(Submitted on 23 May 2003 (v1), last revised 10 Jun 2003 (this version, v2))

... with an unfinished taste
Blasone and Vitiello (BV) have attempted to construct a Fock space for neutrino flavor states [4]... Giunti conclude that “the Fock spaces of flavor neutrinos are ingenuous mathematical constructs without physical relevance” [3]. 
... there is another issue that plagues the scheme in [5]. The problem is that the neutrino flavor vacuum defined in [5] is time-dependent and hence Lorentz invariance is manifestly broken. Recently, BV and collaborators attempted to tackle this issue by proposing neutrino mixing as a consequence of neutrino interactions with an external non-abelian gauge field [7]. Under this framework, the Lorentz violation of the neutrino flavor vacuum can be attributed to the presence of a fixed external field which specifies a preferred direction in spacetime. However, at the moment, there is not a single sign of such a non-abelian gauge field in neutrino experiments. They proposed that this scheme can be tested in the tritium decay, but again the indefinite mass mνα becomes an observable quantity. Also, given the current stringent bounds on Lorentz violations [8], it is unclear whether this scheme will survive...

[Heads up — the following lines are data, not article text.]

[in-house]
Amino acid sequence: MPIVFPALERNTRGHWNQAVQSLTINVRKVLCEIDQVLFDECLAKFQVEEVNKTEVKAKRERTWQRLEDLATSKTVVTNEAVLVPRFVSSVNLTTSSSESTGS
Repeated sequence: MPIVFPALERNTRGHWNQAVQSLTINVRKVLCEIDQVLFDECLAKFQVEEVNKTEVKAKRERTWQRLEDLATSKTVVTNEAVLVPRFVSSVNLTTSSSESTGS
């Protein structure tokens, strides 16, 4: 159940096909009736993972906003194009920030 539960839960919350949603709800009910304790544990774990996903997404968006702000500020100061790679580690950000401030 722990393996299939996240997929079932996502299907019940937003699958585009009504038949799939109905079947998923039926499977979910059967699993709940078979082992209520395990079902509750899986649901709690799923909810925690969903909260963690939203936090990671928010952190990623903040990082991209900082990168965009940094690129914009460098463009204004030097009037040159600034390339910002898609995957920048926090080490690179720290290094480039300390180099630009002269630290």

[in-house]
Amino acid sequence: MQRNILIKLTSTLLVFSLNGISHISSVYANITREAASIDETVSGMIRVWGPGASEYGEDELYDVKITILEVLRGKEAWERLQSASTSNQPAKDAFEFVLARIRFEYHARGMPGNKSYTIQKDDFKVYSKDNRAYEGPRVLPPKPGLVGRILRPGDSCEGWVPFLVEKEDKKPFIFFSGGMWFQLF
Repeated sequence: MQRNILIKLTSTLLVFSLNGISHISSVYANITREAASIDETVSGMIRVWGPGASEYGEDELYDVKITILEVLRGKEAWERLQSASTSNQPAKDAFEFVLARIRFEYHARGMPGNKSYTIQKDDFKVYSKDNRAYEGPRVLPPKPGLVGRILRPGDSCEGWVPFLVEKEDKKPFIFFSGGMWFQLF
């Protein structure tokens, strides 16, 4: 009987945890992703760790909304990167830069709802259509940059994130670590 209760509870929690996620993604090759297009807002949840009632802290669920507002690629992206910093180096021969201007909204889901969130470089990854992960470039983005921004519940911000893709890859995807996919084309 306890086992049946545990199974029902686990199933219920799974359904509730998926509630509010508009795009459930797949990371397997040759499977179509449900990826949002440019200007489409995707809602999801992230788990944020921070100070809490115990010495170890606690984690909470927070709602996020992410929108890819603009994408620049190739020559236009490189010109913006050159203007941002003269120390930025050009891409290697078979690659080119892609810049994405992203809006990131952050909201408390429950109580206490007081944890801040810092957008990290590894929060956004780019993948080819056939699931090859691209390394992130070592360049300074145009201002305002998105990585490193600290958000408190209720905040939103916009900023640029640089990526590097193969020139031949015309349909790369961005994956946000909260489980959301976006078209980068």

In this article, we first gave a detailed review on the current status of the understanding about the neutrino flavor states. At the end of the review, we were led to conclude that it is currently unclear how to construct a consistent and physically relevant Fock space of neutrino flavor states. We proceeded to prove that if one insists on second-quantizing the neutrino flavor fields and thereby constructing the flavor states, then they are approximately well-defined only when neutrinos are ultra-relativistic or the mass differences are negligible compared to energy...   
However, we showed that one can consistently describe weak interactions by only neutrino mass eigenstates. At the same time, we argued that the second quantization of neutrino flavor fields generally lacks physical relevance because their masses are indefinite. Thus, neutrino flavor states lose their physical significance and they should simply be interpreted as definitions to denote specific linear combinations of mass eigenstates involved in weak interactions. Under this interpretation, there is no physical motivation to construct the Fock space of neutrino flavor states from the first principles of quantum field theory. 
(Submitted on 16 Sep 2012 (v1), last revised 26 Nov 2012 (this version, v2))